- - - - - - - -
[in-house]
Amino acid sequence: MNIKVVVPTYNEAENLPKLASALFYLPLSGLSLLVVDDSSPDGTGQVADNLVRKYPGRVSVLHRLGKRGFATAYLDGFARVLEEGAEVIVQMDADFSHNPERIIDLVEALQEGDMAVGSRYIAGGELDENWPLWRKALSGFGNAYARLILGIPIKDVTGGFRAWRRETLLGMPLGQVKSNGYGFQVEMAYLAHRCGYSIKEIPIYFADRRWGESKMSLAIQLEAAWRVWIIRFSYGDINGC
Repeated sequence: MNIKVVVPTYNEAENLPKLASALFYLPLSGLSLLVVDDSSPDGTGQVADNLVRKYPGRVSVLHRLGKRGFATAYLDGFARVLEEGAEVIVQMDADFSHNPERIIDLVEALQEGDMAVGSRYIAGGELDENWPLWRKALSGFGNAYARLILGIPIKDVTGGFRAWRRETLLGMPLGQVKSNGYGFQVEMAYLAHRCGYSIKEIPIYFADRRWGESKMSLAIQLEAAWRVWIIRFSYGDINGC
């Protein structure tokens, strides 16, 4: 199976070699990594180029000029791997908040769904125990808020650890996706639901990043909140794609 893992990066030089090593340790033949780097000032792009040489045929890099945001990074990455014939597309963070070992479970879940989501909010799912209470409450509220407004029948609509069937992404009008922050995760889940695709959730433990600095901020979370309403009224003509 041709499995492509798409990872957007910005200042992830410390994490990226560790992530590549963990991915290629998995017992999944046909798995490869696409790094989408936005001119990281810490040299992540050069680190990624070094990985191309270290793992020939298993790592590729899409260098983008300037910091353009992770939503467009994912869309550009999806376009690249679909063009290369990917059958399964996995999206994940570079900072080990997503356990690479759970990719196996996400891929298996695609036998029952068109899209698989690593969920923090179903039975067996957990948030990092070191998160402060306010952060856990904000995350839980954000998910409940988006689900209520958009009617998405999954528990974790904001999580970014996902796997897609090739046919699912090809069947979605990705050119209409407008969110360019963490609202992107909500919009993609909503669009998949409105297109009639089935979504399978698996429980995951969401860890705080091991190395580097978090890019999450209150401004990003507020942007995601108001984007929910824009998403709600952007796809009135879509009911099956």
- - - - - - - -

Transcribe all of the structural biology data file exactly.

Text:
[in-house]
Amino acid sequence: MNIKVVVPTYNEAENLPKLASALFYLPLSGLSLLVVDDSSPDGTGQVADNLVRKYPGRVSVLHRLGKRGFATAYLDGFARVLEEGAEVIVQMDADFSHNPERIIDLVEALQEGDMAVGSRYIAGGELDENWPLWRKALSGFGNAYARLILGIPIKDVTGGFRAWRRETLLGMPLGQVKSNGYGFQVEMAYLAHRCGYSIKEIPIYFADRRWGESKMSLAIQLEAAWRVWIIRFSYGDINGC
Repeated sequence: MNIKVVVPTYNEAENLPKLASALFYLPLSGLSLLVVDDSSPDGTGQVADNLVRKYPGRVSVLHRLGKRGFATAYLDGFARVLEEGAEVIVQMDADFSHNPERIIDLVEALQEGDMAVGSRYIAGGELDENWPLWRKALSGFGNAYARLILGIPIKDVTGGFRAWRRETLLGMPLGQVKSNGYGFQVEMAYLAHRCGYSIKEIPIYFADRRWGESKMSLAIQLEAAWRVWIIRFSYGDINGC
């Protein structure tokens, strides 16, 4: 199976070699990594180029000029791997908040769904125990808020650890996706639901990043909140794609 893992990066030089090593340790033949780097000032792009040489045929890099945001990074990455014939597309963070070992479970879940989501909010799912209470409450509220407004029948609509069937992404009008922050995760889940695709959730433990600095901020979370309403009224003509 041709499995492509798409990872957007910005200042992830410390994490990226560790992530590549963990991915290629998995017992999944046909798995490869696409790094989408936005001119990281810490040299992540050069680190990624070094990985191309270290793992020939298993790592590729899409260098983008300037910091353009992770939503467009994912869309550009999806376009690249679909063009290369990917059958399964996995999206994940570079900072080990997503356990690479759970990719196996996400891929298996695609036998029952068109899209698989690593969920923090179903039975067996957990948030990092070191998160402060306010952060856990904000995350839980954000998910409940988006689900209520958009009617998405999954528990974790904001999580970014996902796997897609090739046919699912090809069947979605990705050119209409407008969110360019963490609202992107909500919009993609909503669009998949409105297109009639089935979504399978698996429980995951969401860890705080091991190395580097978090890019999450209150401004990003507020942007995601108001984007929910824009998403709600952007796809009135879509009911099956």